© The Daily Express
Vol.6 - No.1
President: Sydney Jordan
Editor and Designer: William Rudling
THE BOOK OF THE WORLD
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TIME IS OUT OF JOINT
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It is Boxing Day night, 1937, and my sister and I are waiting excitedly for Dad to set up the sixteen millimetre projector to bring us our very own Christmas Special. Along with our favourites, Mickey Mouse, Felix The Cat and of course Laurel and Hardy, Mack Sennet and Chaplin, there is a documentary, hired for my benefit, in recognition of my growing interest in aeroplanes...
There on the bed-sheet screen are the silent, flickering sepia images of the Schneider Trophy air races of a few years before. The racing seaplanes of a handful of countries competing for this prestigious prize, had advanced the development of a monoplane aircraft so successfully that in 1931 R.J. Mitchell's Supermarine S6B won the trophy outright for Britain at a speed of 379 mph and two weeks later flew at 407.5 mph - a staggering achievement in an era still dominated by the biplane. Oh, the magic of the subtitles: 'Atcherley taxying', 'Waghorn rounds the final pylon to win the Trophy', 'Stainforth breaks the 400 mph mark'. They avere the RAF pilots who avere household names at the time as they flew Britain to victory in an aeroplane of outstanding beauty both visually and as an engineering masterpiece, with its fuselage, fin and rudder all an augury of the supreme fighter to which fit would give birth - the immortal Spitfire!
I was reminded of this the other day when driving past Southampton Eastleigh Airport, once the site of Vickers Supermarine whose team, headed by the legendary Mitchell, sent the prototype Spitfire into the air from the grass(!) of Eastleigh for the first time on March 6th 1936 - exactly 74 years before...
I could not know that night in our wee Dundee sitting room that I was destined to have more than a nodding acquaintance with the aviation world and that I would be in a position to celebrate the ever advancing development of aviation and space flight. Nor could I have foreseen that the 'despotic, unreasonable, discourteous' Lord Beaverbrook who was shrewdly appointed Minister for aircraft production by Churchill (and who, despite the back-biting of the old guard, increased Spitfire production to previously unimagined heights) would one day give me a roasting for even hinting at world government in an early episode of Jeff Hawke!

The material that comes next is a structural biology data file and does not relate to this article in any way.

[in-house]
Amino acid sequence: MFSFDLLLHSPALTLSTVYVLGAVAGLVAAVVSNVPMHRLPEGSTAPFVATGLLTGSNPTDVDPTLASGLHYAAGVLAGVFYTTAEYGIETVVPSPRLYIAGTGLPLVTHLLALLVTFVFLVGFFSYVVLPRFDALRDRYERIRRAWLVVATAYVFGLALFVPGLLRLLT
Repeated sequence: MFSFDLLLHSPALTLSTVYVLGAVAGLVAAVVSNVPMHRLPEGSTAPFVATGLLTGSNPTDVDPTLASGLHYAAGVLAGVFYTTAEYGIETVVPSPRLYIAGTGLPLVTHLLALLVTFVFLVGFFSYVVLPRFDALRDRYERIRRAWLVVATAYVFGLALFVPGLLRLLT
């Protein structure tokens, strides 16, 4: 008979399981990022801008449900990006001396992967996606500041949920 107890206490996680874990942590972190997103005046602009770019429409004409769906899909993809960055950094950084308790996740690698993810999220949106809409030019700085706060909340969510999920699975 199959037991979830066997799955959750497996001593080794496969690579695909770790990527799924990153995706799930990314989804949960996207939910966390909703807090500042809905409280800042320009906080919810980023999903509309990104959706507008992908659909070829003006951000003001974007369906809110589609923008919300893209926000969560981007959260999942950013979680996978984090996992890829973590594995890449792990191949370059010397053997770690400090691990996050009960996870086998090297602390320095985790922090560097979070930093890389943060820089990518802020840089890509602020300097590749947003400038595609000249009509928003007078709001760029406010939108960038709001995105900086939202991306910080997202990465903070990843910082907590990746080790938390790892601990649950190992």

«Are you going to publish the Lance McLane Jeff Hawke strips?» This is question club members often ask Sydney or myself.
The answer is yes!
The news of Antarctica shedding a section of itself the size of Luxembourg is so relevant to the Lance McLane Jeff Hawke strips, published over thirty years ago!
Due to the sequential plots, they'll be published in order starting with the six Earthspace stories and continuing through to Song of Methuselah.
The success of the Jeff Hawke Club Weekends has encouraged us to plan the next one. This one will be based in the Midlands. Club member, Jeff Morgan has chosen The National Motor Museum as the main attraction. He says he can't promise the Anti-Gravity Mini, but there are equally fascinating exhibits to wonder at. The dates or accommodation are not finalised yet. It will certainly take place in late September or early October.
I owe Sandra Voss, Science Director of the Hertsmonceux Observatory, an apology for not giving her the credit she deserves in supplying the technical information for the last issue of Jeff Hawke's Cosmos.
Turn to page 33 to read the history and the work carried out by the Herstmonceux Observatory.
Mike Allwood, the producer of the U.K.'s leading Comic Comic Expo, Bristol International Comic Expo 2010, has invited Sydney Jordan and the Jeff Hawke Club to exhibit at the event on 22nd and 23rd May. Sydney will be one of the special guests under the collective title of U.K. Legends, along th John Burns, and Mike Noble.
Sydney, Chalcedon and I are looking forward to seeing club members at the Ramada Bristol City Hotel. You'll be able to meet us at the Signing Room.